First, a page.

Laura Aguilar

Luis Alfaro

Don Bachardy

Ben Cuevas


Vaginal Davis

Tony De Carlo

Alison De La Cruz

Anthony Friedkin

Olga Garcia-Echeverria

Rudi Gerneich

Ken Gonzales-Day

Susan "Phranc" Gottlieb

Aurora Guerrero

Robert "Cyclona" Legorreta

Catherine Lord

Guglio "Gronk" Nicandro

Roy Rogers Oldenkamp

Monica Palacios

Antonio Rael

Julio Salgado

Terisa Siagatonu

Joey Terrill

Ryan Trecartin



Joey Terrill

  • Artist Joey Terrill
  • Joey's Art
  • Contribuitor Martha Izquierdo

Joey Terrill was born and raised in Los Angeles as a second generation Mexican American whose art reflects a coming together of his Chicano and queer identity. Even though at times these two identities can conflict with one another Terrill is able to bring them together in interesting ways. Terrill went to Immaculate Heart College from 1973-76 and then to Cal State LA in 2002-04. He has been involved in grass roots political AIDS activism for over 20 years. He was first diagnosed with HIV at the age of 25 and talks about the effects of long term use of HIV medications which is represented in his art work.

What caught my attention was Terrill's style of painting and subjects which ranged from the sensual homoerotic to the festive embracing life and joy captured in his still life scenes. This following passage accurately describes Terrill's complexities that come across in his paintings saying,"Gay men involved in the Chicano movement are routinely charged with remaining silent on the issue of sexuality, but Terrill’s deep commitment to racial/ethnic civil rights and empowerment has been inextricably bound to his involvement in queer activism"(Rodriguez 467). Even though at times the Chicano movement and the LGBT civil rights movements can conflict with their ideas of "values" Terrill is able to bring them together in a beautiful way.

Joey Terril's website: www.joeyterrillartist.com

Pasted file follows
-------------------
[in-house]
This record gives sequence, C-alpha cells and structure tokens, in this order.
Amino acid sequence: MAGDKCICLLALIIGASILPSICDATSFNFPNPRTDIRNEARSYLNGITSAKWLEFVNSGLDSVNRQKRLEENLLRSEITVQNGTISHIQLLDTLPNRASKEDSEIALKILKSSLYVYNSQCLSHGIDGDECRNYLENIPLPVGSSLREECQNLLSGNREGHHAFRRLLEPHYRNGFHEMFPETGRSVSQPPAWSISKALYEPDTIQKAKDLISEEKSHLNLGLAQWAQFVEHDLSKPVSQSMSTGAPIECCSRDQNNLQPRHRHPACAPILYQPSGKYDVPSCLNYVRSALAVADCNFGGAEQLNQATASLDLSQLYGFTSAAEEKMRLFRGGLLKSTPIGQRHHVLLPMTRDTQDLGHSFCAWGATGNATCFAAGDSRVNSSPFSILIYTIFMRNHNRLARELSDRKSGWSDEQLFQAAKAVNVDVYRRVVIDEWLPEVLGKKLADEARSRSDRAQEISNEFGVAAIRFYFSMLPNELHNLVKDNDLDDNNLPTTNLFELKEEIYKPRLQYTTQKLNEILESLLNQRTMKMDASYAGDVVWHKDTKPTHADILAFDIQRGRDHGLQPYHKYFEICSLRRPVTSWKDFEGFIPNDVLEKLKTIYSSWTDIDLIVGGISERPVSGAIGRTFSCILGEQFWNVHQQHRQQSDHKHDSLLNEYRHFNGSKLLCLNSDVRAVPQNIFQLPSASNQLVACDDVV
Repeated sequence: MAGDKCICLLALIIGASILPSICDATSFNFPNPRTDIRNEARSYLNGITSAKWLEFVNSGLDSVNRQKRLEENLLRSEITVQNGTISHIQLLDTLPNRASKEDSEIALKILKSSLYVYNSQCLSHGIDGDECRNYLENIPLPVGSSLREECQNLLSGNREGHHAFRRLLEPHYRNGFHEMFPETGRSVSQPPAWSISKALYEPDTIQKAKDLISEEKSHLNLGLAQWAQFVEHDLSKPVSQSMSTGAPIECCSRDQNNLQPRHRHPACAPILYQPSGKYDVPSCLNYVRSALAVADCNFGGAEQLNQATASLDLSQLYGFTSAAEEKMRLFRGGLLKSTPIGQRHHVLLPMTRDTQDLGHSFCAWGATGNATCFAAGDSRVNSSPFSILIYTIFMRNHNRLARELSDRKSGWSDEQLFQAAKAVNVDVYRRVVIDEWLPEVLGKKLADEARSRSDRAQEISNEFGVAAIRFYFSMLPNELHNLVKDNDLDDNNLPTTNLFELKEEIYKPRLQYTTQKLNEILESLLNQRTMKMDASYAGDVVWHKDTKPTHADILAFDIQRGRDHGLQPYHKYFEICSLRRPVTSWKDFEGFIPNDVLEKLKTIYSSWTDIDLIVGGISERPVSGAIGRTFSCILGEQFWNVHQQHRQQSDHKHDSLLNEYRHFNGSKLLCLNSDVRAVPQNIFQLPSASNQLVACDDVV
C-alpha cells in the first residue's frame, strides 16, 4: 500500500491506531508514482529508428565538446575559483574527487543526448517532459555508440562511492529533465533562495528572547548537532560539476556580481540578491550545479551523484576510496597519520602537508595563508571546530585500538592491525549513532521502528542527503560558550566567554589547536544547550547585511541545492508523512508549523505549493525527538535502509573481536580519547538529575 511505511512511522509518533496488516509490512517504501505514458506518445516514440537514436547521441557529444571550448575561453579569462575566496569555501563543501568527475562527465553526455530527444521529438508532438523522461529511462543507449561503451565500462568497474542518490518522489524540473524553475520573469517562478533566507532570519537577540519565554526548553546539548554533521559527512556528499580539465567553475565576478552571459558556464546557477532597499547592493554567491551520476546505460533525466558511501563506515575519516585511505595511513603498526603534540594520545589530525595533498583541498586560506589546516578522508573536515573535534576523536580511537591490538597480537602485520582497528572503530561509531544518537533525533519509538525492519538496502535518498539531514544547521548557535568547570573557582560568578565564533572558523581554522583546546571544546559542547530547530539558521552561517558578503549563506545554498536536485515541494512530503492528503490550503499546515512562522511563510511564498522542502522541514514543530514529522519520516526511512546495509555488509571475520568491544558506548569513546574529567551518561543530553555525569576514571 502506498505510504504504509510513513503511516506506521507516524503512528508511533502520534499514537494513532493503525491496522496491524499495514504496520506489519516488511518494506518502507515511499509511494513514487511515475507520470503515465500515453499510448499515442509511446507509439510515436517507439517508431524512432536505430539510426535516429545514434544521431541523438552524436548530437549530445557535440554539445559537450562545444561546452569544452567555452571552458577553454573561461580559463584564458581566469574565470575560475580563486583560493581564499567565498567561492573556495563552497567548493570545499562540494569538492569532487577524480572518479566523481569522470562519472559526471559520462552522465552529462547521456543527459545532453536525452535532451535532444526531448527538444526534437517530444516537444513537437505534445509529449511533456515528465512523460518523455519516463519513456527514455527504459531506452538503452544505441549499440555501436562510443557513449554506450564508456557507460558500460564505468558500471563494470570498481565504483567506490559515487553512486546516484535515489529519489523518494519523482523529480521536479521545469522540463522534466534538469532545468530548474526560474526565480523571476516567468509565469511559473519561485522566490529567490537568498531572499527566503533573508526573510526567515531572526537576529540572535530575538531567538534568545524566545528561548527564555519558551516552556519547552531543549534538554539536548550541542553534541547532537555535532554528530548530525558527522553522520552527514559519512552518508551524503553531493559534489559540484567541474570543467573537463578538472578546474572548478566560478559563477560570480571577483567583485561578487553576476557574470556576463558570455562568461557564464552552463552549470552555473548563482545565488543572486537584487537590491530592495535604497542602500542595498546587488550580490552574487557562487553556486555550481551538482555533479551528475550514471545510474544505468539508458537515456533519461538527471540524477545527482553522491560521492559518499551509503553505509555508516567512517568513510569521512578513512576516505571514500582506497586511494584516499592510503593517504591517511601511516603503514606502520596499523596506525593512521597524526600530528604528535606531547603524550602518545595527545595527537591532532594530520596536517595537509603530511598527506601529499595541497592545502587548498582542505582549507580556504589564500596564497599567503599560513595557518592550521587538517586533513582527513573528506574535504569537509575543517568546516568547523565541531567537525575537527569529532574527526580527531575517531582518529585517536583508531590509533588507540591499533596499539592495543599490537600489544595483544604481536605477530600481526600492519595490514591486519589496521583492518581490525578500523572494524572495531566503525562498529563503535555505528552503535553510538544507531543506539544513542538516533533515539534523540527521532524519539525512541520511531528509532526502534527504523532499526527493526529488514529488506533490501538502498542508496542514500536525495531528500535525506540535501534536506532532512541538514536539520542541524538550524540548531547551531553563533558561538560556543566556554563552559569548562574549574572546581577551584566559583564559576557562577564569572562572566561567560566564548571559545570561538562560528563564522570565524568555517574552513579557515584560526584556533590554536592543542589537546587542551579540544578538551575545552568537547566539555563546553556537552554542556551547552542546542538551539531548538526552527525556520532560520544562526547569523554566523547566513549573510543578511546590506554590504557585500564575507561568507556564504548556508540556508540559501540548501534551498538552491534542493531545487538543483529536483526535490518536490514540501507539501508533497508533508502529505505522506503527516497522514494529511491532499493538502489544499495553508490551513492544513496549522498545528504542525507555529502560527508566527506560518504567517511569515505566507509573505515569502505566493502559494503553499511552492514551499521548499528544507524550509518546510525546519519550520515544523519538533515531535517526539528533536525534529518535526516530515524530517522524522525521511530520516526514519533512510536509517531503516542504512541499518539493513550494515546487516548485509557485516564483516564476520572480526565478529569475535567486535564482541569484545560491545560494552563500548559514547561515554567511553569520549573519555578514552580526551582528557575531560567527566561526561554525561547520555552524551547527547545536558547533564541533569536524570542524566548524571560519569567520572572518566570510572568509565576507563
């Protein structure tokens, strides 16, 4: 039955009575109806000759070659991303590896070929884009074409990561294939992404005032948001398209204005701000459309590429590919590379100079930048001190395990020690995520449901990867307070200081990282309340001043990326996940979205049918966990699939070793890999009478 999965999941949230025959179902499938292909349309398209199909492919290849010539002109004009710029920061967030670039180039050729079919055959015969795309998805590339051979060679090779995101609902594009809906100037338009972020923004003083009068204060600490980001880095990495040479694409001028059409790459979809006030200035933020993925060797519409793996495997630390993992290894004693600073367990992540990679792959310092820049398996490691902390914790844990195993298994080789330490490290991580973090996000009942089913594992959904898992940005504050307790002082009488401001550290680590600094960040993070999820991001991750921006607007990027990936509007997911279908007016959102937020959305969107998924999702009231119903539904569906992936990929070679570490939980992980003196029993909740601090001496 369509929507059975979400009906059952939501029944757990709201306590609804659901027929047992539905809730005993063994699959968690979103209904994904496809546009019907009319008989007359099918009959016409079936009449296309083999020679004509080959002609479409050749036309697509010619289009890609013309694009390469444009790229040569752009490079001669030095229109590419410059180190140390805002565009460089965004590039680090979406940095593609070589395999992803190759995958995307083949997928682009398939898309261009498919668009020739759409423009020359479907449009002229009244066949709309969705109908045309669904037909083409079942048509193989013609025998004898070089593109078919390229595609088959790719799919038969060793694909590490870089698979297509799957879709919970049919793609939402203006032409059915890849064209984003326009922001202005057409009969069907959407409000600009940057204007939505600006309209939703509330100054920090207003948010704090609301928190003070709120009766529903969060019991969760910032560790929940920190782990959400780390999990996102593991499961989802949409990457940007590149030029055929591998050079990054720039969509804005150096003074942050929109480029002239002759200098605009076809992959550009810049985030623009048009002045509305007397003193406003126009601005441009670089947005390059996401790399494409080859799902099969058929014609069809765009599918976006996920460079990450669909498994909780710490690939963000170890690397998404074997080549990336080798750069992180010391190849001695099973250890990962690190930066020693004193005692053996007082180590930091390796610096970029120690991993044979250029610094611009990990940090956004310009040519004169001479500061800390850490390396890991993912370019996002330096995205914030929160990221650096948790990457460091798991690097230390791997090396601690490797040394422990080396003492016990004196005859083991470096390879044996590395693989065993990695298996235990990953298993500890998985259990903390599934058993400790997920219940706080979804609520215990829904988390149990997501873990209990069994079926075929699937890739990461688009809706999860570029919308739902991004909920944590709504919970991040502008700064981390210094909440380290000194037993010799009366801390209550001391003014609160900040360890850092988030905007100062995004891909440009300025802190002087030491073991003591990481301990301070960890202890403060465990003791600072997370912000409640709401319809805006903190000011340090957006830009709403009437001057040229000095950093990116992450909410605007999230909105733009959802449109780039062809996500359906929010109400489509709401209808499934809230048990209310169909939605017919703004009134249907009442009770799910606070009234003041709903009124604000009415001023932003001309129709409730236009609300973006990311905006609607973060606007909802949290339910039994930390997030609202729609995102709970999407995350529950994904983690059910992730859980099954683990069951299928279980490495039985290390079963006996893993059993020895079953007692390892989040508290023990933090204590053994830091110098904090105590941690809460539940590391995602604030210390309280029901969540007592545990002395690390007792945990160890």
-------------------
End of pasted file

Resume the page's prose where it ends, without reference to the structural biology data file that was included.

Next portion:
Jeff, Victor, Luiz, and George

Joey Terrill's Jeff, Victor, Luiz and George has a festive tone to it as the men in the painting are in inverted costumes with big smiles on their faces or with their mouth wide open in laughter. The Miller beer can is another piece of the scene that adds playfulness to this captured moment of friends at a party. The men in this scene are also breaking down gender roles as they are dressed in women's clothing and makeup. Flowers are usually associated with women but in this scene the men have numerous flowers in their hair along with jewelry hanging from their ears. Jeff is dressed as Frida Kahlo which he specifically chose to dress as for a reason. Frieda Kahlo is one of the most influential avant-garde female artists of Mexico and he is paying homage to her by cross dressing and becoming her which at the same time is crossing the lines of gender roles as well.

These friends seem to have an intimate relationship as they are placed closed to each other in this scene. They are all touching each other and have a smile on their face or have their mouths wide open in laughter adding to the tone of camaraderie. The title of the painting also suggests this as each of the characters name is divulged creating a sense of intimacy rather than a couple of nameless strangers. Overall this a fun painting with many colors and sounds that invites the viewer to enter this close circle of friends and embrace the inverse without judgment.